The hard case is as customizable on the outside with logos, names whatever you want just on a slightly smaller scale. In comparison to the Pelican case, it wins points for mobility and size but I think it may lose points in durability and lack of weather sealing. This is only due to Pelican cases being incredibly good at sealing.
The new in-house case seems strong enough but it doesn’t have that little-rubberized cornering between the lid and bottom that keeps out the moisture. 64 Audio has handily thrown in a silica case for everyday moisture build-up should you need it but I wouldn’t throw this one in a puddle with confidence.
The inside of the case is very different from the old peli cases and is customized specifically for your custom monitors. Gone is the contoured cutaway foam sections of the old pelican case and in its place, you have very specific set of functional areas. At the base, you have a pillar for wrapping the cable and at the top a small rubberized dual box container for the driver units. In between, you have space for the silica gel and anything else really that fits.
Underneath the lid is something akin to one of those small nail treatment kits with everything sensibly laid out in their own distinct areas and latches including the cleaning tool, shirt clip, and inserts for up to 4 modules with a small rubber pad that sits over the shells protecting them from knocks and bumps. I like it. It’s purposeful, well laid out and makes use of just about every area of the case.
The only caveat I have is the time it takes to put everything back in its place, most particularly the cable, it a bit of a slower process compared to the older case where you could just throw everything in and close it.
Tonality & Presentation
My goodness, this is one of the most spacious and open sounding presentations I have heard from a CIEM period. This is the type of CIEM that will work wonderfully well with orchestral genres, anthemic rock and even sparse passages of play where layering and instrumental separation are key.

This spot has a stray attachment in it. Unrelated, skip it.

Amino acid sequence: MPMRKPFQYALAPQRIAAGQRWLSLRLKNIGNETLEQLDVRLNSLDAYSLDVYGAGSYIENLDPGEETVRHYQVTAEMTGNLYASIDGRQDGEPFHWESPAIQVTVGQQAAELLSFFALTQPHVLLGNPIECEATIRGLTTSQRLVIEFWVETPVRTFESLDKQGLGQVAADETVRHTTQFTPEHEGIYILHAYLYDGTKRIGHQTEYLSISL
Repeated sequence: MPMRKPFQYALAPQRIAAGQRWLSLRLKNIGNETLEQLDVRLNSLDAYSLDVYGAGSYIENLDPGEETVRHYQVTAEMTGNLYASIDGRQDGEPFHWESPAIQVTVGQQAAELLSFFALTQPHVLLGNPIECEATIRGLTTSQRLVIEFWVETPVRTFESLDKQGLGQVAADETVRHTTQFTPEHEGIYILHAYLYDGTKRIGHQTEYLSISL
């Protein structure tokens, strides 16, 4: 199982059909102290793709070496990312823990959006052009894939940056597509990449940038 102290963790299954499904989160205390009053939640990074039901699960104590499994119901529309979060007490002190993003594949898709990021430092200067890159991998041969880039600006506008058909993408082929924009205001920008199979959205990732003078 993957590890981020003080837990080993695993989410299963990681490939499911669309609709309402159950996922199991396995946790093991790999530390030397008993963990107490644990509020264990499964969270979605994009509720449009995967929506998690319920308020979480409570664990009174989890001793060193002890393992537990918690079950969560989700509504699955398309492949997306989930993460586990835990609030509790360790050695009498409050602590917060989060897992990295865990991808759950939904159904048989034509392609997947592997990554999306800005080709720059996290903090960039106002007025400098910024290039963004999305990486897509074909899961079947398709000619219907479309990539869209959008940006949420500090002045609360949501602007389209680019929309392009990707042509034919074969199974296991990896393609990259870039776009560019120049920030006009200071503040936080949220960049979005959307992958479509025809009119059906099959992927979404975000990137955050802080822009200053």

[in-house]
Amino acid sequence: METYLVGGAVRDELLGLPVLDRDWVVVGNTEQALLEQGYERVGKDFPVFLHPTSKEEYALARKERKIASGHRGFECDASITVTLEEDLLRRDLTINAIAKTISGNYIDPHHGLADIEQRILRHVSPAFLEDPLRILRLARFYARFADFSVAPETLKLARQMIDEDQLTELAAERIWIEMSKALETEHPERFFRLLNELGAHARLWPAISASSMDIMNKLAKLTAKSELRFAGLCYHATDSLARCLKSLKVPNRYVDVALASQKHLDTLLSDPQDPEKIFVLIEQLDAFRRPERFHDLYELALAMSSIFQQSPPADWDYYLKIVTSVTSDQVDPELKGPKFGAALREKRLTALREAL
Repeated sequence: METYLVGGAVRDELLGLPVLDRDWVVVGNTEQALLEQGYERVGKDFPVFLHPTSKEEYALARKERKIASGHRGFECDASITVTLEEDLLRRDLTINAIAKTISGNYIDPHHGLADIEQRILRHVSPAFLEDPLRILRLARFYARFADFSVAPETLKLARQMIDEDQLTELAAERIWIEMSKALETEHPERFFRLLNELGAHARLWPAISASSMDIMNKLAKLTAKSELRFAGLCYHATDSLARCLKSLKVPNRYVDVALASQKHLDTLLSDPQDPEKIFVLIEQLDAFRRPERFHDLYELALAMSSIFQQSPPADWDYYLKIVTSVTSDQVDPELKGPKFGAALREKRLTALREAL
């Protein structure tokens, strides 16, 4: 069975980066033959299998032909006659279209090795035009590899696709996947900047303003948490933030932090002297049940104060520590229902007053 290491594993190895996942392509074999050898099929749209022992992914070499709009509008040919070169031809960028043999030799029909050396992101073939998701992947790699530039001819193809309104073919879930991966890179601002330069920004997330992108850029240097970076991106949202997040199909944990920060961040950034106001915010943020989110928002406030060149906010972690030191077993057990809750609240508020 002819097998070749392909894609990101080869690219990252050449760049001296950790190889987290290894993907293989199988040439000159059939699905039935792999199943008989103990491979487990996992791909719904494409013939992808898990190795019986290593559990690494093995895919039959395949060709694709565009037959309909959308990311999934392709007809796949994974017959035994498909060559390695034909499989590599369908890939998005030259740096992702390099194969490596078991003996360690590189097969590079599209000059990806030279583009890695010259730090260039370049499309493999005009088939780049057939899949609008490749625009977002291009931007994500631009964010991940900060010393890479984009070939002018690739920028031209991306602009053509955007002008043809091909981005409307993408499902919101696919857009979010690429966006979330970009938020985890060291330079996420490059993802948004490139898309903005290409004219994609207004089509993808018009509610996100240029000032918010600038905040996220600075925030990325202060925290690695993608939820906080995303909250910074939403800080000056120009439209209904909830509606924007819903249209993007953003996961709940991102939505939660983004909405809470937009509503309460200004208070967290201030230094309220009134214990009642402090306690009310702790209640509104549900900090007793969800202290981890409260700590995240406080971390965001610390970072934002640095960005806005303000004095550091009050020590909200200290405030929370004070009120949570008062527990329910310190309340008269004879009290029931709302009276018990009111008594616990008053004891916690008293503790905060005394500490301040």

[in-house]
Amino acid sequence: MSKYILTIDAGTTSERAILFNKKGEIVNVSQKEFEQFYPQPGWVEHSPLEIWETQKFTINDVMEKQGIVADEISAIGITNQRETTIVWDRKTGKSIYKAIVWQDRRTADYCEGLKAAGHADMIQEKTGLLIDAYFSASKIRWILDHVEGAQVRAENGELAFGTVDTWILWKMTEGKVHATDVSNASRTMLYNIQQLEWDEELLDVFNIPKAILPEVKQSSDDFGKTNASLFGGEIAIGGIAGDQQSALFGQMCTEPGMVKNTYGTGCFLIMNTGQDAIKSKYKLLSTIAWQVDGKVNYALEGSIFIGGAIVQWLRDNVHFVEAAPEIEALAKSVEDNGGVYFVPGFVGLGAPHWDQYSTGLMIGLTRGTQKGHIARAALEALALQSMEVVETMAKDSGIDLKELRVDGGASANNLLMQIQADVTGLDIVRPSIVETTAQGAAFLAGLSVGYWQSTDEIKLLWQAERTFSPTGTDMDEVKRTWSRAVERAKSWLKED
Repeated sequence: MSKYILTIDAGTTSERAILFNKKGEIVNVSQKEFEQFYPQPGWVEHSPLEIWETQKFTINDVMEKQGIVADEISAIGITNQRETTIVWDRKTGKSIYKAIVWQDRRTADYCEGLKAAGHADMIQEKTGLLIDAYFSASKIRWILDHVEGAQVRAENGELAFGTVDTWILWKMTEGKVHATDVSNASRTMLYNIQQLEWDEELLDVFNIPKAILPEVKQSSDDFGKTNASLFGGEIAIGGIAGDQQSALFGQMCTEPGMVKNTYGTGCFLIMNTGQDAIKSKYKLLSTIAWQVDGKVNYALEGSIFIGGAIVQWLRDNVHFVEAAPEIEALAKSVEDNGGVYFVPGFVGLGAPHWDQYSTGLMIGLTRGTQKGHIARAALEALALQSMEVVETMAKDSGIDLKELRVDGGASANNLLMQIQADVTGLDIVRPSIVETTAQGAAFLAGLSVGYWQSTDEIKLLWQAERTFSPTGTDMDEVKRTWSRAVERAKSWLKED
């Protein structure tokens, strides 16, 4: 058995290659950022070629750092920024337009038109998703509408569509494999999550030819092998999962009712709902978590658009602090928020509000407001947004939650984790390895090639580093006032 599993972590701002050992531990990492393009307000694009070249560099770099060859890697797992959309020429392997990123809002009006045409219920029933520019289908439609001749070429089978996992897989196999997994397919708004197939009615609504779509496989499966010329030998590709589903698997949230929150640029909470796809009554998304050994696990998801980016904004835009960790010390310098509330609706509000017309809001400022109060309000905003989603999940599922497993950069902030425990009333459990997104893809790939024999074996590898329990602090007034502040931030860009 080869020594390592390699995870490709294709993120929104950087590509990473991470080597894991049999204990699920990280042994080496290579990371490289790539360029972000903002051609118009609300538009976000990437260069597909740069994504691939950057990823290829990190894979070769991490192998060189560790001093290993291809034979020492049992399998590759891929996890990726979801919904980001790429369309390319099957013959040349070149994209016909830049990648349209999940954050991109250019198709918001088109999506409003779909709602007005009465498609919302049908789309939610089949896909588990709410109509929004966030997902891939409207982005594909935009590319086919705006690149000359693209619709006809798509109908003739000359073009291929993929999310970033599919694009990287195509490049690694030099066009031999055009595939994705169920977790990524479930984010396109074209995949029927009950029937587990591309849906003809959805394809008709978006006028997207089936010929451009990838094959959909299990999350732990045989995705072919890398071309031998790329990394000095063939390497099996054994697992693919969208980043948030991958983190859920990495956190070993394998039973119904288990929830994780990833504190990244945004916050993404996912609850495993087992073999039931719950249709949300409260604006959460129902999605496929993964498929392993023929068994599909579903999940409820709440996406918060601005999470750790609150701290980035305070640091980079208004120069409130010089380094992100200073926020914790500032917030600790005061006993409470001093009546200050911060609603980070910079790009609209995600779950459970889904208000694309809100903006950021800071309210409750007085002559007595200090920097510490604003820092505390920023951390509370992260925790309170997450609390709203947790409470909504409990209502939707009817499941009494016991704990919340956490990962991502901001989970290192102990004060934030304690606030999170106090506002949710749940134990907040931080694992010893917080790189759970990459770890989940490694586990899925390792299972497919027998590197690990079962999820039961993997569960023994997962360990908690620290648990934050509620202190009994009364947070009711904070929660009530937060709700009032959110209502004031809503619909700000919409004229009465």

Tonally, the A18 has a natural to neutral quality to its timbre with a quick-paced tempo, excellent clarity and very good control indeed, particularly with the tia high driver. The variance between neutral to natural and the degree of accuracy you get with the A18 will, however, depend on the module you elect to go with.
With the M20 module, you will get a bit more body and weight, particularly in the low end and a fuller-sounding vocal presence but with a change of top-end emphasis from sparkle to smooth. This would be the more musical choice and the module that generates the most low-end power. I find this combination to be exceedingly good for classical works with a full string ensemble, heavier hitting double drum kicks and modern R’n’B.
With the M15 the bass presence becomes more linear in delivery with a tighter leaner signature turning the A18 into a more neutral and slightly more accurate sounding reference monitor. This is the kind of pairing where the detail in the mids and treble take more focus and things become a little more “hi-fidelity” in terms of presentation.